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Discussion Starter · #1 ·
I have "Threshold Vase Filler Rocks" from Target. Of course on the container it says "for decorative use only" I think they are tumbled basalt, but I can't be sure. I dropped a broken one into vinegar, and it did not fizz or bubble. What do you think, should I thoroughly wash them and use them in the tank? any precautions, or other test I should do?
 

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I would worry about there possibly being something on them.
 

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Discussion Starter · #3 ·
I would worry about there possibly being something on them.
I'm planning on scrubbing them in vinegar, rinsing, scrubbing them in a strong bleach solution, then soaking them in water with a dechlorinator. I would think this would be enough to remove anything that would leech into the water. Is there anything else that anyone thinks I should do, or be concerned about?
 

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You might want to sacrifice one of them and see if paint thinner/acetone/whatever kind of solvent has any effect. I know I've bought those sort of rocks before for craft purposes and they had a coating of something to give them that glossy shiny surface and after a while outside the coating started to flake off. Don't know that it would be detrimental in a tank but, seems like it might be bad if those do have it.
 

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Discussion Starter · #7 ·
You might want to sacrifice one of them and see if paint thinner/acetone/whatever kind of solvent has any effect. I know I've bought those sort of rocks before for craft purposes and they had a coating of something to give them that glossy shiny surface and after a while outside the coating started to flake off. Don't know that it would be detrimental in a tank but, seems like it might be bad if those do have it.
That's a good idea, thank you.
 

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Lol, I pick up rocks at the river across the road, give em a good scrub, then stick em in the dishwasher for the enzymes to do their thing. Remove while hot and rinse under the tap.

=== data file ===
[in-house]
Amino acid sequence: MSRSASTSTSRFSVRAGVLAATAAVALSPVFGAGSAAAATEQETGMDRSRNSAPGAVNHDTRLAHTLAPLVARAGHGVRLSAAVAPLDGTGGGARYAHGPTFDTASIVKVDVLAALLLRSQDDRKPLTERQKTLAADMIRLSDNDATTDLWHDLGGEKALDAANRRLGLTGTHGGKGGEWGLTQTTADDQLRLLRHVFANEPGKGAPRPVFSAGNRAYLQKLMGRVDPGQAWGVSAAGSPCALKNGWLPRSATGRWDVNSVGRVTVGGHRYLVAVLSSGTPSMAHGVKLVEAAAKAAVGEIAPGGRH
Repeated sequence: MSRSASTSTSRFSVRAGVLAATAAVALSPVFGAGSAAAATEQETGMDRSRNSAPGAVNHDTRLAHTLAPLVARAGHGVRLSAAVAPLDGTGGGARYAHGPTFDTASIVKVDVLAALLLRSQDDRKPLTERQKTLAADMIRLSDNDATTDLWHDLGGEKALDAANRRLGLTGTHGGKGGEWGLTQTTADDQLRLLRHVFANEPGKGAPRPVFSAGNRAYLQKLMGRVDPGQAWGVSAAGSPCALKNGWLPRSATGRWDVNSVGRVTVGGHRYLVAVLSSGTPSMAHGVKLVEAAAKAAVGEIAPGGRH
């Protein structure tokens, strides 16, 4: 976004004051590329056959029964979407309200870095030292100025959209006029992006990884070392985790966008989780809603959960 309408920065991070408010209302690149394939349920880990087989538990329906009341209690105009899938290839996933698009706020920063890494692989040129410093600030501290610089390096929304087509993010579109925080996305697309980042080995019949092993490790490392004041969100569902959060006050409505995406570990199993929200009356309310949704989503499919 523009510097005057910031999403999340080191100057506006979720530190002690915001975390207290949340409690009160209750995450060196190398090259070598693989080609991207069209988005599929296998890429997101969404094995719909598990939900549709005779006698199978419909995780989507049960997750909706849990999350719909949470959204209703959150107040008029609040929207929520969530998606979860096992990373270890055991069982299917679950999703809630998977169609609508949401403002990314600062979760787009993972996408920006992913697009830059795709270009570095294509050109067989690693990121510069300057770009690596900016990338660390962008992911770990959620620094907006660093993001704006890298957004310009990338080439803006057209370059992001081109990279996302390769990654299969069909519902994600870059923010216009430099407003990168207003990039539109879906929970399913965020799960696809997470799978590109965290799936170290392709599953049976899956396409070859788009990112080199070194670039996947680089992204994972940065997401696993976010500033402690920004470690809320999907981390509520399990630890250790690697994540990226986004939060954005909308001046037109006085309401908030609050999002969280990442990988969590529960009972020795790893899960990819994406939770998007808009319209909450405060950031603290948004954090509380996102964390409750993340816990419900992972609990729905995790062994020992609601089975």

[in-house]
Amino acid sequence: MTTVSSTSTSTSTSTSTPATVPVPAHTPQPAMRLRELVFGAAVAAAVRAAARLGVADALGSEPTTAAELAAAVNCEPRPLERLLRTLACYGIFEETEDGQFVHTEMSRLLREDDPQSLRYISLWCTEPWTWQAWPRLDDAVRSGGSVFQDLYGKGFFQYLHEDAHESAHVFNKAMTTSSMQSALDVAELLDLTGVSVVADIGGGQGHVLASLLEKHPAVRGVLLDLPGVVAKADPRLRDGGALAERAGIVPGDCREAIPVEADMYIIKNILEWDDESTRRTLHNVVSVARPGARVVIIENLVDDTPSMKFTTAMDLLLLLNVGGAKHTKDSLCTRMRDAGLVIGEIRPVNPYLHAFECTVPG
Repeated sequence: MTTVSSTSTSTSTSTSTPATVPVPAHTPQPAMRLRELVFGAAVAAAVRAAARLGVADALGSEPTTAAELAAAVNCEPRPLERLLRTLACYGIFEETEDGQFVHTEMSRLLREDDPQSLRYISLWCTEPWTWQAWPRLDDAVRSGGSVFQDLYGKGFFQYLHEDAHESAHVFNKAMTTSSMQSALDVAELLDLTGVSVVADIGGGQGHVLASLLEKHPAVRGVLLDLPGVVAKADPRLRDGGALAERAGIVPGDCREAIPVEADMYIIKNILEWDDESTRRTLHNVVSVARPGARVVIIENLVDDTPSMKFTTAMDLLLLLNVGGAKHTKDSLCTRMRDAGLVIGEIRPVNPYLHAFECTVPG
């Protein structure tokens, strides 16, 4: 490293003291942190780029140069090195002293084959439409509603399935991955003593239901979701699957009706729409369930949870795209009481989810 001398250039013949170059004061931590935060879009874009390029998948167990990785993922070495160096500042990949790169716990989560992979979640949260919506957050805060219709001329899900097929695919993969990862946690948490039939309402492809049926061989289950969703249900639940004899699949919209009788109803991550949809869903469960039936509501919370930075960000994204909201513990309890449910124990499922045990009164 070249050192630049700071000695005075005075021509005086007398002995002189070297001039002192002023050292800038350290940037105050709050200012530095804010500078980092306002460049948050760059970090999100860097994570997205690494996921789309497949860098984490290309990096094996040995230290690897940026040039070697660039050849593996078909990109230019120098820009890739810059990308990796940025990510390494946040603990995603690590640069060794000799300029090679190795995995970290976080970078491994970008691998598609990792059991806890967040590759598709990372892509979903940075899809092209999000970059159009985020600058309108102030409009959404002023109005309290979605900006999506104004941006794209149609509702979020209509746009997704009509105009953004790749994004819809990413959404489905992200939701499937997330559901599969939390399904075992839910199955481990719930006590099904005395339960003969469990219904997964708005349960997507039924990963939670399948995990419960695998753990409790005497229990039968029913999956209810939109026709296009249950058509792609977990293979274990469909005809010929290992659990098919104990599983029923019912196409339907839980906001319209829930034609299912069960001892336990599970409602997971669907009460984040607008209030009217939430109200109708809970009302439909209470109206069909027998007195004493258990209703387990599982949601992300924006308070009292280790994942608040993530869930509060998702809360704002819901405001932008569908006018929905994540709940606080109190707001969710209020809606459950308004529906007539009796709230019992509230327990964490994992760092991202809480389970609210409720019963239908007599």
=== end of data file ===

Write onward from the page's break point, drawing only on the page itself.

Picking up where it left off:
Voila, clean, sterile rocks.
 

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Discussion Starter · #10 ·
Lol, I pick up rocks at the river across the road, give em a good scrub, then stick em in the dishwasher for the enzymes to do their thing. Remove while hot and rinse under the tap.
Voila, clean, sterile rocks.
I pretty much do the same thing. I'm more hesitant of these because I don't know what chemicals they could be treated with. As I'm scrubbing them I am noticing an oily residue coming off of them. They probably were coated in it to make them shinier. Hopefully it's just mineral oil, but I'm not going to put them in the tank, unless I'm convinced I've thoroughly gotten it off.
 

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Discussion Starter · #12 ·
When you're done cleaning them, you can always boil them as well. If there's anything oily on them you should get a film on the water.
I've been pouring boiling water onto them and then scrubbing them in it. I don't put rocks over the stove anymore, since I heard a story of one with a gas pocket exploding and sending shrapnel all over the kitchen.
 

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Must have been 10 years since I last boiled gravel... I can still smell it.
I have only one tank with gravel atm, and it is filled with male fish, so they get fed poverty rations anyway, not even worth syphoning. I just did, and I might as well not have bothered, there was almost no poop.

For my next nano tank, I want to go and dig soil up from the river side... plants grow lush in that stuff. Also it matches the colour of the rocks better than my current attempt.
 

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When wanting to clean things for the tank, I go with the professional health people who deal with this question everyday. They use chlorine to clean our water so I see no reason to fear using it. The only difference in our tap water and a bleach water soak is the dilution. They may use a teaspoon in fifty gallons while we may use a half cup. But that does remove and react with almost everything that we want removed. Reading about chlorine say that it reacts very easily with any organic. Wikipedia definition, "An organic compound is any member of a large class of gaseous, liquid, or solid chemical compounds whose molecules contain carbon", not the organic like used in organic foods. Since oil is certainly an organic compound, we can assume the chlorine will react with it. While there it will also clear any questions of bugs, virus, fungus and a long list of other things we might not want in the tank.
When we boil things that have oil on them, where does the oil go? It floats around on the top until cool and lands back on the item we boiled and it is still oil. So instead of oily rocks, you get rocks that have been boiled in oily water.
For removing the chlorine we can do it just like we do for our tap water. We can wait for it to gas off as it dries. We know it does that as we can smell it as we drink or go around a pool. Or if we are in a hurry we can dilute it by rinsing and then deal with it using a dechlor product like Prime, etc.
 
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